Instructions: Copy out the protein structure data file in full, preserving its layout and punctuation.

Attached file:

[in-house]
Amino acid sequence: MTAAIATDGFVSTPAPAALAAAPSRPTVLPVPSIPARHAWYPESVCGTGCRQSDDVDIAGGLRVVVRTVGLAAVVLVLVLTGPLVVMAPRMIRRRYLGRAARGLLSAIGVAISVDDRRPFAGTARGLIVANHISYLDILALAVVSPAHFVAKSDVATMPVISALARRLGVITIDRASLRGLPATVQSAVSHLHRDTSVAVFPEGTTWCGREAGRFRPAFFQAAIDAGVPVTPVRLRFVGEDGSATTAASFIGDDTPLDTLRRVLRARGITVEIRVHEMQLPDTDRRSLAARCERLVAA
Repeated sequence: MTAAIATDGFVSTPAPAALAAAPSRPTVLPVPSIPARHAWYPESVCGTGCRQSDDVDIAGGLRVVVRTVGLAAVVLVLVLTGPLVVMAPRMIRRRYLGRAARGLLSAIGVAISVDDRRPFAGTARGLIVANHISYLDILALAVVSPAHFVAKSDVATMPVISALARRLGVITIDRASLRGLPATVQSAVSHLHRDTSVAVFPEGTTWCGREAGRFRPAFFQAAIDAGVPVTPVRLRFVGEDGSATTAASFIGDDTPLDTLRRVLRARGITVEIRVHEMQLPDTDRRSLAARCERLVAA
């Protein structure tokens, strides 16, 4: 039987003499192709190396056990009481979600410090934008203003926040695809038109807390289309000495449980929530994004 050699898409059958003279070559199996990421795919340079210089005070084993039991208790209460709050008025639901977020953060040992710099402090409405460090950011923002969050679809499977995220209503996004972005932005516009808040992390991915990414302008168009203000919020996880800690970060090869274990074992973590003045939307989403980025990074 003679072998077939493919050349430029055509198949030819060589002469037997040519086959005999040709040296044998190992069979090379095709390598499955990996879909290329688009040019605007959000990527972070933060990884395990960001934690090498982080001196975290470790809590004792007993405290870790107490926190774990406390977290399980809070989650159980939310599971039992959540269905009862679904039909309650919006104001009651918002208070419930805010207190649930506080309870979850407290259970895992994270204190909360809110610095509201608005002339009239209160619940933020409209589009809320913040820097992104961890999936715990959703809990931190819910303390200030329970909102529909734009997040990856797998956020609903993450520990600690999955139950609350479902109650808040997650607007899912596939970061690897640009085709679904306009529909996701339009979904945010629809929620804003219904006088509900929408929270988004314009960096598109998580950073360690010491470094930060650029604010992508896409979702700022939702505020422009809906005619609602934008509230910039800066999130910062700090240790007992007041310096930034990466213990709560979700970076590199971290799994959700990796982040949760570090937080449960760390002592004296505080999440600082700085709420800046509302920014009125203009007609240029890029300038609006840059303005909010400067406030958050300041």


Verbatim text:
[in-house]
Amino acid sequence: MTAAIATDGFVSTPAPAALAAAPSRPTVLPVPSIPARHAWYPESVCGTGCRQSDDVDIAGGLRVVVRTVGLAAVVLVLVLTGPLVVMAPRMIRRRYLGRAARGLLSAIGVAISVDDRRPFAGTARGLIVANHISYLDILALAVVSPAHFVAKSDVATMPVISALARRLGVITIDRASLRGLPATVQSAVSHLHRDTSVAVFPEGTTWCGREAGRFRPAFFQAAIDAGVPVTPVRLRFVGEDGSATTAASFIGDDTPLDTLRRVLRARGITVEIRVHEMQLPDTDRRSLAARCERLVAA
Repeated sequence: MTAAIATDGFVSTPAPAALAAAPSRPTVLPVPSIPARHAWYPESVCGTGCRQSDDVDIAGGLRVVVRTVGLAAVVLVLVLTGPLVVMAPRMIRRRYLGRAARGLLSAIGVAISVDDRRPFAGTARGLIVANHISYLDILALAVVSPAHFVAKSDVATMPVISALARRLGVITIDRASLRGLPATVQSAVSHLHRDTSVAVFPEGTTWCGREAGRFRPAFFQAAIDAGVPVTPVRLRFVGEDGSATTAASFIGDDTPLDTLRRVLRARGITVEIRVHEMQLPDTDRRSLAARCERLVAA
């Protein structure tokens, strides 16, 4: 039987003499192709190396056990009481979600410090934008203003926040695809038109807390289309000495449980929530994004 050699898409059958003279070559199996990421795919340079210089005070084993039991208790209460709050008025639901977020953060040992710099402090409405460090950011923002969050679809499977995220209503996004972005932005516009808040992390991915990414302008168009203000919020996880800690970060090869274990074992973590003045939307989403980025990074 003679072998077939493919050349430029055509198949030819060589002469037997040519086959005999040709040296044998190992069979090379095709390598499955990996879909290329688009040019605007959000990527972070933060990884395990960001934690090498982080001196975290470790809590004792007993405290870790107490926190774990406390977290399980809070989650159980939310599971039992959540269905009862679904039909309650919006104001009651918002208070419930805010207190649930506080309870979850407290259970895992994270204190909360809110610095509201608005002339009239209160619940933020409209589009809320913040820097992104961890999936715990959703809990931190819910303390200030329970909102529909734009997040990856797998956020609903993450520990600690999955139950609350479902109650808040997650607007899912596939970061690897640009085709679904306009529909996701339009979904945010629809929620804003219904006088509900929408929270988004314009960096598109998580950073360690010491470094930060650029604010992508896409979702700022939702505020422009809906005619609602934008509230910039800066999130910062700090240790007992007041310096930034990466213990709560979700970076590199971290799994959700990796982040949760570090937080449960760390002592004296505080999440600082700085709420800046509302920014009125203009007609240029890029300038609006840059303005909010400067406030958050300041």